The aim of all investors is to buy low and sell high. Sounds easy in theory, but in practice it?s a whole lot more difficult.
That?s because share prices are never low without reason. In other words, if the macroeconomic outlook is very positive and the company is performing extremely well, its share price is very unlikely to be low. So, there must be a problem in order to create an opportunity.
With that in mind, here are three companies that are going through challenging…
The aim of all investors is to buy low and sell high. Sounds easy in theory, but in practice it’s a whole lot more difficult.
That’s because share prices are never low without reason. In other words, if the macroeconomic outlook is very positive and the company is performing extremely well, its share price is very unlikely to be low. So, there must be a problem in order to create an opportunity.
With that in mind, here are three companies that are going through challenging periods but, as a result, could prove to be top future performers.
Having lost an appeal to try and claw back a vast amount of compensation paid out to businesses following the Deepwater Horizon oil spill, BP (LSE: BP) is not one of the most in-demand stocks right now. Couple this with increasing sanctions against Russia that could hurt BP due to its stake in Rosneft, and it’s of little surprise that the company trades on a price to earnings (P/E) ratio of just 9.4.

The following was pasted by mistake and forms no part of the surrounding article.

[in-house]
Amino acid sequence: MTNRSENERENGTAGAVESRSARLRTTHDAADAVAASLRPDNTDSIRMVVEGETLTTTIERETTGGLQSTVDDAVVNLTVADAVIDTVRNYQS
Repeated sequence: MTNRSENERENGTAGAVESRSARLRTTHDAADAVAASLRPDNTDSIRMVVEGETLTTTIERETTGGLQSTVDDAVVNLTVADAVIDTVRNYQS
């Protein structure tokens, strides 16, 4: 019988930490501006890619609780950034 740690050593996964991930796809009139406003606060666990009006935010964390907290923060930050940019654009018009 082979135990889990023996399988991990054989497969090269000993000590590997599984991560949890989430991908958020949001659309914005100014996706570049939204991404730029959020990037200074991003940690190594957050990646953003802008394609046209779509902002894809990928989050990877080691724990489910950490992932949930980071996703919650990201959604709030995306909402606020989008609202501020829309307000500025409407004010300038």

However, with a strong asset base and a competent management team, BP could turn things around in the long run. Certainly, the future will be volatile but, for investors who can afford to take a long term view, BP’s valuation could surprise on the upside.
As a result of a falling iron ore price, Rio Tinto (LSE: RIO) has seen its share price fall by 12% in 2014. Indeed, over 90% of the company’s profits were generated by the sale of iron ore last year, so it’s fair to say that the iron ore price has a major impact on Rio Tinto’s bottom line.
This, though, provides an opportunity. Rio Tinto currently trades on a P/E ratio of just 9.4 and yields a hugely impressive 4.3%. With demand for iron ore having the potential to increase following China’s ‘soft landing’, things could be much better for investors in Rio Tinto moving forward.
Clearly, Wm. Morrison (LSE: MRW) is experiencing a hugely challenging period. The UK supermarket sector is a tough place to do business right now but, looking ahead, Wm. Morrison has potential.
That’s because it is in the midst of rolling out an ambitious convenience store expansion and an online grocery offering. Both of these areas are still showing strong sales growth in the sector and, until now, Wm. Morrison has had next to no exposure to either of them. This has undoubtedly held it back versus sector peers and could help it to improve the top and bottom lines in future.
With shares in Wm. Morrison trading at less than net asset value, it is clearly unloved and could, therefore, be a strong long term play.
Of course, BP, Rio Tinto and Wm. Morrison aren't the only companies that could boost your portfolio. So, which others should you buy, and why?
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Peter Stephens owns shares of BP and Morrisons. The Motley Fool UK has no position in any of the shares mentioned. We Fools don't all hold the same opinions, but we all believe that considering a diverse range of insights makes us better investors.